By Tata Mbunwe
A subcommittee on International Human Rights in the Canadian House of Commons has called on their home government to mount pressure on Cameroon to call for a ceasefire in its English-speaking regions.
A press release from the House of Commons on the human rights situation in Cameroon states that the human rights situation in the Northwest and Southwest regions is nothing short of an atrocity situation.
“… Canada could play a stronger role in helping to end this crisis. As such, the Subcommittee shares the view that the government of Canada should rally allies through multilateral organisations to call for an immediate ceasefire and end to hostilities,” the release states.
According to the Parliamentary Subcommittee on International Human Rights, the rights violations “is nothing short of an atrocity situation, consisting of widespread and systematic crimes against humanity against the civilian population…”
It added these violations seriously violate international humanitarian law and amount to war crimes.
The subcommittee said, since 13 June 2019 when they last reported on human rights violations in Cameroon, the situation has not improved and “… there is no end to hostilities in sight” as the root causes of the Anglophone Crisis continue to be ignored.
The conflict in Cameroon’s English-speaking regions has claimed atleast 4,000 lives, displaced about 700,000 civilians and resulted in the burning of over 400 villages.
According to non-governmental organisations, about 800,000 to 1.1 million children have been forced to stay out of school for years due to the conflict.
“The international community cannot continue to stand idly by while atrocities in Cameroon continue unabated. The Subcommittee shares the view of witnesses that the situation needs urgent attention – with no end to the conflict in sight, Cameroon’s divisions are becoming increasingly entrenched,” stated the Canadian House of Commons.
A neglected crisis at home
Judging from the nature of events surrounding the CPDM-majority government which has ruled Cameroon for 38 years, it will not be an overstatement to say the Anglophone Crisis is not only neglected by the international community as NGOs have reported, but has equally been neglected at home.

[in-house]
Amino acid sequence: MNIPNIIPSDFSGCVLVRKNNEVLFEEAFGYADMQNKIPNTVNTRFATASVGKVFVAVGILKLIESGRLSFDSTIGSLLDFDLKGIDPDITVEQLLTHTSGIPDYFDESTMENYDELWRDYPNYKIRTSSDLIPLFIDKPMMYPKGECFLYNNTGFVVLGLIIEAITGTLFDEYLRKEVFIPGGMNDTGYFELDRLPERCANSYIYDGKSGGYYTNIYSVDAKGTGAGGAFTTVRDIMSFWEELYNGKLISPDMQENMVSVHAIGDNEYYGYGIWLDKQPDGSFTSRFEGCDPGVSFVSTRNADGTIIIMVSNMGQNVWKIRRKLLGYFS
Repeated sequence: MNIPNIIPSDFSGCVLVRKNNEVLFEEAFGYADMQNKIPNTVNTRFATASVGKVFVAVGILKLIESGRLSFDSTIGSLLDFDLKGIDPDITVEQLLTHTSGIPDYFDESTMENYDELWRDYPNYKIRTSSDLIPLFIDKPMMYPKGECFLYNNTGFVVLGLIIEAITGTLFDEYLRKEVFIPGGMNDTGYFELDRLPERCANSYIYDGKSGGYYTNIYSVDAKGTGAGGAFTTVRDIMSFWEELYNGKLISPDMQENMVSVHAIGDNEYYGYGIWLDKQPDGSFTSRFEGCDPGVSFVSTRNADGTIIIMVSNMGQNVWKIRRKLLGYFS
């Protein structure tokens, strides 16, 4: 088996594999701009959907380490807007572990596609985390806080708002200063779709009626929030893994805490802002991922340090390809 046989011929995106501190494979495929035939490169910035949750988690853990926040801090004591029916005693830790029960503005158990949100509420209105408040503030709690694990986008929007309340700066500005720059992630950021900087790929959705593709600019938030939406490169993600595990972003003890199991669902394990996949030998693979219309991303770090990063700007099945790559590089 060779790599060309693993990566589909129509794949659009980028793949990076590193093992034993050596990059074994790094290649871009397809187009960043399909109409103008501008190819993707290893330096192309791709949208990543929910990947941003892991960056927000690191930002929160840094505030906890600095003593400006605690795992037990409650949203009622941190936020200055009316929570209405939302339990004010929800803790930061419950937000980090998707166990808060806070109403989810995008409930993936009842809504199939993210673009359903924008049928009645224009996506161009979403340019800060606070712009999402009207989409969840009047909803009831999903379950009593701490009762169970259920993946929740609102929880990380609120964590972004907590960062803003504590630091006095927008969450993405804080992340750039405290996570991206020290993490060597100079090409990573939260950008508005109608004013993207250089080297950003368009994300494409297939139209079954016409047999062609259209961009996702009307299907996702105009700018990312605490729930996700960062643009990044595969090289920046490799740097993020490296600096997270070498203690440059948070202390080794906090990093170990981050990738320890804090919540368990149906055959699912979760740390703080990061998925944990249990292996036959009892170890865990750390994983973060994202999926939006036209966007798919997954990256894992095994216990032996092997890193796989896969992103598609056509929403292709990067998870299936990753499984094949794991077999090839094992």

Both the Cameroon government and parliament have been passive towards resolving the crisis, with no parliamentary session ever held to discuss the ceasefire or dialogue.
Despite calls from the UN, US, UK, Vatican and Canada for the conflict to be resolved, the Cameroonian government has maintained that it needs no external intervention to solve an internal crisis, and has refused to compromise for free and fair dialogue with Separatist leaders.
A Major National Dialogue held in late 2019 was not inclusive of Separatist leaders and is yet to achieve any meaningful peace in the conflict embattled regions.
Many are those who also think that the Cameroonian Parliament has also failed in its duty to press for dialogue and end to the hostilities. The CPDM-majority National Assembly has held at least 13 ordinary sessions since 2017, yet the crisis has never featured in its agenda.
This March parliamentary session still gives no hope for discussions on the Anglophone Crisis as the crisis is not on the parliamentary agenda, reports The Post newspaper, citing National Assembly Secretary-General, Gaston Komba.
Just like other countries pressing for an end to the crisis, the Canadian government, through High Commissioner to Cameroon, Richard Bale, has been preaching ceasefire and dialogue in Cameroon.
Cameroon and Canada are the only countries which have membership in both the Commonwealth and La Francophonie, due to their bilingual statuses.